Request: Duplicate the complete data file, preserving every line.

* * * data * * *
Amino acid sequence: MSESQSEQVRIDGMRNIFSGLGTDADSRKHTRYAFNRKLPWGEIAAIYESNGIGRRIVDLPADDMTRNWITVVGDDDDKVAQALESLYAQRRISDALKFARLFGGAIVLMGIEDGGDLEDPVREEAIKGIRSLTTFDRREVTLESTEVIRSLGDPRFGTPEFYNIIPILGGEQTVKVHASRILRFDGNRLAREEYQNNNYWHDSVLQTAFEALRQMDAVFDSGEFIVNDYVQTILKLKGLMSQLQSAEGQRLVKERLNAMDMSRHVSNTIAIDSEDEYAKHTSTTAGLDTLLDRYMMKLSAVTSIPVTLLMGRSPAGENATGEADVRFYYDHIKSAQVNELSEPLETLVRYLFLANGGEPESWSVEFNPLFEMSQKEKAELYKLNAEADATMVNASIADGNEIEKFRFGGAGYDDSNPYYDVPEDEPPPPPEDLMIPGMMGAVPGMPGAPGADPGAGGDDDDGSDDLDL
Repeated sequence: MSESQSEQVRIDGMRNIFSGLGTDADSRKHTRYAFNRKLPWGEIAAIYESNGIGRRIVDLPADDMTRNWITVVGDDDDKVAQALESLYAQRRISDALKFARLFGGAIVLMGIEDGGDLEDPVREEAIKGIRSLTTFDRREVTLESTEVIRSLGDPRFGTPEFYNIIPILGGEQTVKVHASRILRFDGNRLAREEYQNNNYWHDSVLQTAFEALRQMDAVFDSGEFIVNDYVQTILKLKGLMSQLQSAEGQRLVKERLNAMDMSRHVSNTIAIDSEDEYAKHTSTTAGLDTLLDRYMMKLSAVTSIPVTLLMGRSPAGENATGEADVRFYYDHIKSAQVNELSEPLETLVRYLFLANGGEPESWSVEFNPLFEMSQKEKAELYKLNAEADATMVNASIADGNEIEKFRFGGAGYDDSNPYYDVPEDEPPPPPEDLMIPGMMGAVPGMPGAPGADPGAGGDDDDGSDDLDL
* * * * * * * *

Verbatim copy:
Amino acid sequence: MSESQSEQVRIDGMRNIFSGLGTDADSRKHTRYAFNRKLPWGEIAAIYESNGIGRRIVDLPADDMTRNWITVVGDDDDKVAQALESLYAQRRISDALKFARLFGGAIVLMGIEDGGDLEDPVREEAIKGIRSLTTFDRREVTLESTEVIRSLGDPRFGTPEFYNIIPILGGEQTVKVHASRILRFDGNRLAREEYQNNNYWHDSVLQTAFEALRQMDAVFDSGEFIVNDYVQTILKLKGLMSQLQSAEGQRLVKERLNAMDMSRHVSNTIAIDSEDEYAKHTSTTAGLDTLLDRYMMKLSAVTSIPVTLLMGRSPAGENATGEADVRFYYDHIKSAQVNELSEPLETLVRYLFLANGGEPESWSVEFNPLFEMSQKEKAELYKLNAEADATMVNASIADGNEIEKFRFGGAGYDDSNPYYDVPEDEPPPPPEDLMIPGMMGAVPGMPGAPGADPGAGGDDDDGSDDLDL
Repeated sequence: MSESQSEQVRIDGMRNIFSGLGTDADSRKHTRYAFNRKLPWGEIAAIYESNGIGRRIVDLPADDMTRNWITVVGDDDDKVAQALESLYAQRRISDALKFARLFGGAIVLMGIEDGGDLEDPVREEAIKGIRSLTTFDRREVTLESTEVIRSLGDPRFGTPEFYNIIPILGGEQTVKVHASRILRFDGNRLAREEYQNNNYWHDSVLQTAFEALRQMDAVFDSGEFIVNDYVQTILKLKGLMSQLQSAEGQRLVKERLNAMDMSRHVSNTIAIDSEDEYAKHTSTTAGLDTLLDRYMMKLSAVTSIPVTLLMGRSPAGENATGEADVRFYYDHIKSAQVNELSEPLETLVRYLFLANGGEPESWSVEFNPLFEMSQKEKAELYKLNAEADATMVNASIADGNEIEKFRFGGAGYDDSNPYYDVPEDEPPPPPEDLMIPGMMGAVPGMPGAPGADPGAGGDDDDGSDDLDL